Tuesday, May 26, 2009

Loose at the Zoo





Smithsonian Kids really delivers the goods with this disc! Is there anyone not rendered powerless to adorable animal babies? Cute, cuddly and mischievous all rolled into one. These aren't your typical animal babies, but rather Goldon Lion Tamarins, Kori bustard chicks, sloth bears and Sumantran tiger cubs. Yowza! And fine, I will admit I had never heard of a Kori bustard. Don't get too attached to that fuzzy chick though, because the adults are not nearly as attractive.

There are three separate episodes (Baby New at the Zoo, Loose at the Zoo: Golden Lion Tamarins, and Tiger Tales) on the disc, each featuring baby animals from the National Zoo in Washington, D.C. These videos really do a great job by not just providing fun footage, but also important facts about how the animals are in danger of losing their natural habitats.

Baby New at the Zoo gives us a look at how a cross-section of babies grow up in the very public environment. As each baby is shown, the narrator relates plenty of facts about that specific animal family. The zoo is celebrating their baby elephant's fifth birthday. He has presents to open (boxes to kick around) and plenty of visitors. Did you know that baby elephants are carried inside their mother for two years?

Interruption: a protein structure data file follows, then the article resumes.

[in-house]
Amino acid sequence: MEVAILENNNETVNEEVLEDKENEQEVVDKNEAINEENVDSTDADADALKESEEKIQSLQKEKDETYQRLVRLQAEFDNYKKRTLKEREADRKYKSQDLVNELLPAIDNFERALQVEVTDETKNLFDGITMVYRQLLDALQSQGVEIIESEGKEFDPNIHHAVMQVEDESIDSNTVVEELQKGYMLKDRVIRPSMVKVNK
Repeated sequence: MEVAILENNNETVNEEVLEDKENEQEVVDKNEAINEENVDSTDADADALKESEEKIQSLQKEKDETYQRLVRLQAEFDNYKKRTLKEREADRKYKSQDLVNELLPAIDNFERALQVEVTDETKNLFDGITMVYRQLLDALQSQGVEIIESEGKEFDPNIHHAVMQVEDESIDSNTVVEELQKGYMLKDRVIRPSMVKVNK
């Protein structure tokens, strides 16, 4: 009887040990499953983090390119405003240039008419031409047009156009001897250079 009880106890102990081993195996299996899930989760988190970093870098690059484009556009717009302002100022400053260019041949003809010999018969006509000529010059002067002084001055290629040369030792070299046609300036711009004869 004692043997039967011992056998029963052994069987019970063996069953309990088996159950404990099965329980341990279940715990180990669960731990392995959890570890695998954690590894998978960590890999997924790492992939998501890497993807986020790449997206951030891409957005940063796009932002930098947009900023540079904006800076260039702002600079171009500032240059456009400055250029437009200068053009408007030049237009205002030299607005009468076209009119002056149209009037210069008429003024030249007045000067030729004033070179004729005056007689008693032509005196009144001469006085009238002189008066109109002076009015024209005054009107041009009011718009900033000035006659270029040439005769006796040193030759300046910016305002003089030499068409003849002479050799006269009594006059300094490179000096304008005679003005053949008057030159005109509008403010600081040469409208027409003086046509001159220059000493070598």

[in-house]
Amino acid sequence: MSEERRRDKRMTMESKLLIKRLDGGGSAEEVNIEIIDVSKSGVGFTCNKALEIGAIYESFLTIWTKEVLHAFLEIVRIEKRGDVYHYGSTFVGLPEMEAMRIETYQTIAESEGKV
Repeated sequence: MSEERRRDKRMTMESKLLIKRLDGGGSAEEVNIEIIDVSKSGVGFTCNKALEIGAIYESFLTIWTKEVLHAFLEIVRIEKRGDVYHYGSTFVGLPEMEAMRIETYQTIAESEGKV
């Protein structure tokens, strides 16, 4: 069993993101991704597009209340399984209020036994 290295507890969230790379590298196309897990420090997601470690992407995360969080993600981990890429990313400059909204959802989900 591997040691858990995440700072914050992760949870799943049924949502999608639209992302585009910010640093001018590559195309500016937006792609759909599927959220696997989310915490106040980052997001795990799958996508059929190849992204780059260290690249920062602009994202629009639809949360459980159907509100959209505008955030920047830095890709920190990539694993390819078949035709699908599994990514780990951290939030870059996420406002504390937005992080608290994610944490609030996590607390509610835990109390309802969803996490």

We see the baby sloth bear playfully wrestling with his mama. Their snouts work like a vacuum cleaner, snorting up ants & termites by opening and closing their nose flaps. The long claws of this bear make them very good climbers. On the other side of the zoo, a baby Kori bustard has just been born. She is so small that she must be kept away from the adults and hand fed every two hours (only the soft parts of crickets - yuck). These chicks are so small that they have an 80% mortality rate in the wild. Kori bustards are some of the world's heaviest flying birds, with adult males growing up to six feet tall.

Tiger Tales offers a once in a lifetime peek behind the scenes at three baby tigers being raised in captivity. The zoo's hidden tiger cam catches the birth of the tiger cubs, and we then get to watch them grow in fierce adults! In addition to watching the fun stuff, the video is also careful to let viewers know how important the zoo program is. Wild tigers are in danger of losing their land, with only 4,000 wild tigers in the world today. The danger of extinction is why tiger breeding programs like these of the zoo are so important.

As always, Smithsonian Networks has posted video snippets that you can watch to get a taste of what the disc will be like: Baby New at the Zoo, Loose at the Zoo: Golden Lion Tamarins, Tiger Tales. You won't be disappointed!
 

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